For any , any -dimensional face must satisfy for some . Therefore by Lemma 2,
where the final equality holds because there are exactly elements such that , and for each one by definition. ∎
3.3 Relative weights of overlapping faces
The proposition below determines the relative weights of faces of that intersect at all but one of their vertices. This result is used in Section 4 to determine the local expansion of .
For all , , and , it holds that
Both statements are shown using induction. For the first equality, the base case follows by the definition of , so that
For the inductive step, assume for some that it holds for all that For any and any , by definition any -dimensional face is obtained from by adding either a vertex in or in . Therefore
Applying the exact same reasoning to a face gives that
completing the inductive step; note that the third equality above holds by the inductive hypothesis.
To show the second equality in the proposition statement, first note that the base case holds immediately as because the definition of the complex does not include, or equivalently assigns zero weight, to faces in . For the inductive step, assume that for some it holds that For any , by definition any -dimensional face is obtained from by adding either a vertex in or in for some . Therefore
Applying (2) with gives that
completing the inductive step; note that the third equality above holds by the inductive hypothesis, and because for all as was shown above. ∎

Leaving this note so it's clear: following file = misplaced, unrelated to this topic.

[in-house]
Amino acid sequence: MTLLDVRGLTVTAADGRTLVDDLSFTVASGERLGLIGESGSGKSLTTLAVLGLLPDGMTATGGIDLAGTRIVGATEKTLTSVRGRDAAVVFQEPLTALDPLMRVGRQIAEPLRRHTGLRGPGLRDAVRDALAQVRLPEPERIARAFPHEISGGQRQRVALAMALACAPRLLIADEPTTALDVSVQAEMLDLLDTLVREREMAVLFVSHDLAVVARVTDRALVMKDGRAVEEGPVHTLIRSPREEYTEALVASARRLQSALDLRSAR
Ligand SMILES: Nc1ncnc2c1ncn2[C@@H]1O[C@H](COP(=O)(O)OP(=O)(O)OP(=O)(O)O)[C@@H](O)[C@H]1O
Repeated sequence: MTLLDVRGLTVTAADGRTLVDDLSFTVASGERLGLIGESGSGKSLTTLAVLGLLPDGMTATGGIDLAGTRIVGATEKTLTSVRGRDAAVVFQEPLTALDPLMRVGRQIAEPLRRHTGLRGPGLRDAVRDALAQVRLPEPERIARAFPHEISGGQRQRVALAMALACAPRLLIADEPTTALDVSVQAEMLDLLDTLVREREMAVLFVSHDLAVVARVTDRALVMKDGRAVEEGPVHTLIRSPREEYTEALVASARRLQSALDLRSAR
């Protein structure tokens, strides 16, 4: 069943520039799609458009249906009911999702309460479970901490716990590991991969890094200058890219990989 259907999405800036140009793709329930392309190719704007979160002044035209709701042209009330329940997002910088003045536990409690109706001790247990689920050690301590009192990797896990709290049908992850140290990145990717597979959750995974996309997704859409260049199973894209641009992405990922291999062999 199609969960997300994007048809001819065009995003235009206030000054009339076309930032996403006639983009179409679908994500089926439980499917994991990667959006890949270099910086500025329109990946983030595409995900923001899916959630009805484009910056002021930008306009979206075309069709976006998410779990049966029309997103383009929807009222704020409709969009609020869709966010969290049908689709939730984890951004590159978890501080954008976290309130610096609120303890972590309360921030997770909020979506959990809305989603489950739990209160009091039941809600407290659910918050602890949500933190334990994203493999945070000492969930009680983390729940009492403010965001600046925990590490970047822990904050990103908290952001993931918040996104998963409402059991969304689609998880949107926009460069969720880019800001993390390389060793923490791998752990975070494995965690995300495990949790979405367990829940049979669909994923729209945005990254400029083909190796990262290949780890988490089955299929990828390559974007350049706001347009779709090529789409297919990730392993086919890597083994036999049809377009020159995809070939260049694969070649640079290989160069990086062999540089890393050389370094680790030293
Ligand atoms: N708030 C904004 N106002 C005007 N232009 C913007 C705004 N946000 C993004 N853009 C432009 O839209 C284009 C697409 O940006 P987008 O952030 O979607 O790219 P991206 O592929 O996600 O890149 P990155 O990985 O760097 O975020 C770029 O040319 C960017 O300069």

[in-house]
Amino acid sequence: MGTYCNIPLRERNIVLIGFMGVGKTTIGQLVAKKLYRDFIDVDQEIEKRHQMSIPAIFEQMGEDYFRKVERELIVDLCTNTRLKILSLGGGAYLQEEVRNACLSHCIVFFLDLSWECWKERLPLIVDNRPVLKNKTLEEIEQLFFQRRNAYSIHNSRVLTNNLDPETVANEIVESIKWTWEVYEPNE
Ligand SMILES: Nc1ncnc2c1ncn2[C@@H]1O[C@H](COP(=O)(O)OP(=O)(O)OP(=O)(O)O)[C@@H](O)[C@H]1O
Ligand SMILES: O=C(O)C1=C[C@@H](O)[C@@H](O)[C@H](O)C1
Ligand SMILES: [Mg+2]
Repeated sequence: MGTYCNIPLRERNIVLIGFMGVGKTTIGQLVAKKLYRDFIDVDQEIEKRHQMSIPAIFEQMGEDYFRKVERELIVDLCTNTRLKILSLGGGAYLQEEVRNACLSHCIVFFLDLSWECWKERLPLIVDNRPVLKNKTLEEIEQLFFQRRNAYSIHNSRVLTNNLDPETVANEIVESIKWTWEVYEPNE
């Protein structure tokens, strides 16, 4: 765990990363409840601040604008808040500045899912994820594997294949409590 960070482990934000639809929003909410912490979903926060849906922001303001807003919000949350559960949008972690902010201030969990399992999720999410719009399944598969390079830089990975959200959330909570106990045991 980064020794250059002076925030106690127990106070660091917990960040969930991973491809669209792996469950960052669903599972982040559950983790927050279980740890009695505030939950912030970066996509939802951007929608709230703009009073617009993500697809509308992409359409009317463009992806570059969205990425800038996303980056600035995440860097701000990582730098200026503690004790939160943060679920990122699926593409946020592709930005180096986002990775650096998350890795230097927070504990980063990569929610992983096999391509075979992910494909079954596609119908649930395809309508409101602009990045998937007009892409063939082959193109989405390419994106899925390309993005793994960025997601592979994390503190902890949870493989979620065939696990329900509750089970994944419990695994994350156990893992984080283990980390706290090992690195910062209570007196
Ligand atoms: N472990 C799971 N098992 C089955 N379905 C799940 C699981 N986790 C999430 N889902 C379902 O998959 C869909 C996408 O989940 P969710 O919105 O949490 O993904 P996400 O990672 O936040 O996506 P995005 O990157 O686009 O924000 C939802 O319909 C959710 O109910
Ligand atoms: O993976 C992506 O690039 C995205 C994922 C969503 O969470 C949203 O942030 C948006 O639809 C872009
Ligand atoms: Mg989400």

Proposition 17 provides the key insight for understanding why the spectral gap of the up-down walk on has a quadratic dependence in , whereas that of has an exponential dependence. For some , , , consider an element . Let
be the random variable for the face obtained by taking one step in the up-down walk starting at. Then for some . Let denote the subset of obtained by projecting the elements of to their second components. If , then the up step must add some vertex in and the down step must remove some vertex in , while if then the up step must add some vertex in and the down step must remove some vertex in . Thus by the definition of the up- and down-step transition probabilities,
) are heavily skewed to pushin the direction of . It is this property that results in an exponential dependence on in the th order up-down walk on ; the up-down walk becomes “trapped” in the set of faces contained in , with the transition probabilities pushing away from the “exit routes” and .
To understand why the weight function on resolves this issue, observe that for , Proposition 17 implies that both probabilities in (3) equal . Therefore the events and are equally likely. Thus the up-down walk moves across the sets for as a lazy random walk on an unweighted, undirected, -vertex path. The mixing time for such a walk grows quadratically in , thereby providing intuition for the quadratic dependence in for the mixing time of .
The intuition described above can be formalized to bound the mixing time of the high-order walks on . However, the following section takes a different approach by computing the local expansion of , which leads to tighter bounds on .
4 Local and global expansion
This section analyzes the local and global expansion of , which is then used to bound the mixing time of the up-down random walk using Theorem 9.
If , , and , then for every ,
Note that the local expansion for does not depend on . This property stems from the fact that the structure of any given link in depends only on the local structure of , that is, on the weights of edges adjacent to a single vertex.
For comparison, the construction of Liu et al. [LMY20] has local expansion in each dimension , and has global expansion approaching as